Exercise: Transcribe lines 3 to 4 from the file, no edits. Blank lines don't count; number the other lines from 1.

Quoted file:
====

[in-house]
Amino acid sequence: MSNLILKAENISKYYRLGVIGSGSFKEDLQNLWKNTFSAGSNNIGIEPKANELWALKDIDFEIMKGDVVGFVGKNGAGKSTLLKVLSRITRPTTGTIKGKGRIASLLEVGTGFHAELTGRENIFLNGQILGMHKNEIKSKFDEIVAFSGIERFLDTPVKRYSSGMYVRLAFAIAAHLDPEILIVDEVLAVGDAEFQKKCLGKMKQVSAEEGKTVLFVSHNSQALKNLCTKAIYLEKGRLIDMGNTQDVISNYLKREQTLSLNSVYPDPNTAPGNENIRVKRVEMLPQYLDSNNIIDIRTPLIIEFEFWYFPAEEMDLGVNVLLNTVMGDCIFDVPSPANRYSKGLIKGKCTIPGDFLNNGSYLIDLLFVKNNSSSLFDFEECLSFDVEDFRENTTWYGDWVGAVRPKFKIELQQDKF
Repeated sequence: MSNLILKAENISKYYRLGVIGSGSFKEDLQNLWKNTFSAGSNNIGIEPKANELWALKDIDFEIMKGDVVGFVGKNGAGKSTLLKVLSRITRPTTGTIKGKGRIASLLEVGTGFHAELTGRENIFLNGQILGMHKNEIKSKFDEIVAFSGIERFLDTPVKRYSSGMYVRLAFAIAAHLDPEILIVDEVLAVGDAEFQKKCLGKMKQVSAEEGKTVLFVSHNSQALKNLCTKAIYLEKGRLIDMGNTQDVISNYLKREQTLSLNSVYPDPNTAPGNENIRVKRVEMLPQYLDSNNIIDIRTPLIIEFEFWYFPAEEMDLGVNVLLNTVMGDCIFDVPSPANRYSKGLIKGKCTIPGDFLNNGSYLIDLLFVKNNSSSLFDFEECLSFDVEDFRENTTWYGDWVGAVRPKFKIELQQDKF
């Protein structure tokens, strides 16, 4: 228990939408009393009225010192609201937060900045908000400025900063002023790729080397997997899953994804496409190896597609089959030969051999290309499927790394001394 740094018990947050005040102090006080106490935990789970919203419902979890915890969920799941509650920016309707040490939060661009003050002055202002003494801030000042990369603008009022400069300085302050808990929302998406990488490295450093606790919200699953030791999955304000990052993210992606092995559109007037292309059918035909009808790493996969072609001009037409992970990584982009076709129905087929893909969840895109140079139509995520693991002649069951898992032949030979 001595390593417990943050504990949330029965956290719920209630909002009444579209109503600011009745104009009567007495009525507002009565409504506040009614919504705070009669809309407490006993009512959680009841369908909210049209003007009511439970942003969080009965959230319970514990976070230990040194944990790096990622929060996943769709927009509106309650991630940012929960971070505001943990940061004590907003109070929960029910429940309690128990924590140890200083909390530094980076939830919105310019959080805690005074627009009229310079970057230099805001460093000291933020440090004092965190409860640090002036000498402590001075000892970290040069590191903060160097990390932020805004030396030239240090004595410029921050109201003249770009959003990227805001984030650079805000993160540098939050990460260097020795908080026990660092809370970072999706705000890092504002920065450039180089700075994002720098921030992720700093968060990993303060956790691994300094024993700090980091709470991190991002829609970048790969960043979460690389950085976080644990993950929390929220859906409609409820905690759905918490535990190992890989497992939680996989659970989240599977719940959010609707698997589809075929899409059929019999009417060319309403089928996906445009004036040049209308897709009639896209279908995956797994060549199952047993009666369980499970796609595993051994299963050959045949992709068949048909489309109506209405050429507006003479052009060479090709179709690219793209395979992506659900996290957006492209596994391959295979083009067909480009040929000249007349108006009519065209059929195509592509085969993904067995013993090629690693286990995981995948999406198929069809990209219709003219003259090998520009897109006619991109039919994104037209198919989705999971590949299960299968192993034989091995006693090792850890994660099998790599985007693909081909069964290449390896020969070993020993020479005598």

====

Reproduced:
Repeated sequence: MSNLILKAENISKYYRLGVIGSGSFKEDLQNLWKNTFSAGSNNIGIEPKANELWALKDIDFEIMKGDVVGFVGKNGAGKSTLLKVLSRITRPTTGTIKGKGRIASLLEVGTGFHAELTGRENIFLNGQILGMHKNEIKSKFDEIVAFSGIERFLDTPVKRYSSGMYVRLAFAIAAHLDPEILIVDEVLAVGDAEFQKKCLGKMKQVSAEEGKTVLFVSHNSQALKNLCTKAIYLEKGRLIDMGNTQDVISNYLKREQTLSLNSVYPDPNTAPGNENIRVKRVEMLPQYLDSNNIIDIRTPLIIEFEFWYFPAEEMDLGVNVLLNTVMGDCIFDVPSPANRYSKGLIKGKCTIPGDFLNNGSYLIDLLFVKNNSSSLFDFEECLSFDVEDFRENTTWYGDWVGAVRPKFKIELQQDKF
């Protein structure tokens, strides 16, 4: 228990939408009393009225010192609201937060900045908000400025900063002023790729080397997997899953994804496409190896597609089959030969051999290309499927790394001394 740094018990947050005040102090006080106490935990789970919203419902979890915890969920799941509650920016309707040490939060661009003050002055202002003494801030000042990369603008009022400069300085302050808990929302998406990488490295450093606790919200699953030791999955304000990052993210992606092995559109007037292309059918035909009808790493996969072609001009037409992970990584982009076709129905087929893909969840895109140079139509995520693991002649069951898992032949030979 001595390593417990943050504990949330029965956290719920209630909002009444579209109503600011009745104009009567007495009525507002009565409504506040009614919504705070009669809309407490006993009512959680009841369908909210049209003007009511439970942003969080009965959230319970514990976070230990040194944990790096990622929060996943769709927009509106309650991630940012929960971070505001943990940061004590907003109070929960029910429940309690128990924590140890200083909390530094980076939830919105310019959080805690005074627009009229310079970057230099805001460093000291933020440090004092965190409860640090002036000498402590001075000892970290040069590191903060160097990390932020805004030396030239240090004595410029921050109201003249770009959003990227805001984030650079805000993160540098939050990460260097020795908080026990660092809370970072999706705000890092504002920065450039180089700075994002720098921030992720700093968060990993303060956790691994300094024993700090980091709470991190991002829609970048790969960043979460690389950085976080644990993950929390929220859906409609409820905690759905918490535990190992890989497992939680996989659970989240599977719940959010609707698997589809075929899409059929019999009417060319309403089928996906445009004036040049209308897709009639896209279908995956797994060549199952047993009666369980499970796609595993051994299963050959045949992709068949048909489309109506209405050429507006003479052009060479090709179709690219793209395979992506659900996290957006492209596994391959295979083009067909480009040929000249007349108006009519065209059929195509592509085969993904067995013993090629690693286990995981995948999406198929069809990209219709003219003259090998520009897109006619991109039919994104037209198919989705999971590949299960299968192993034989091995006693090792850890994660099998790599985007693909081909069964290449390896020969070993020993020479005598």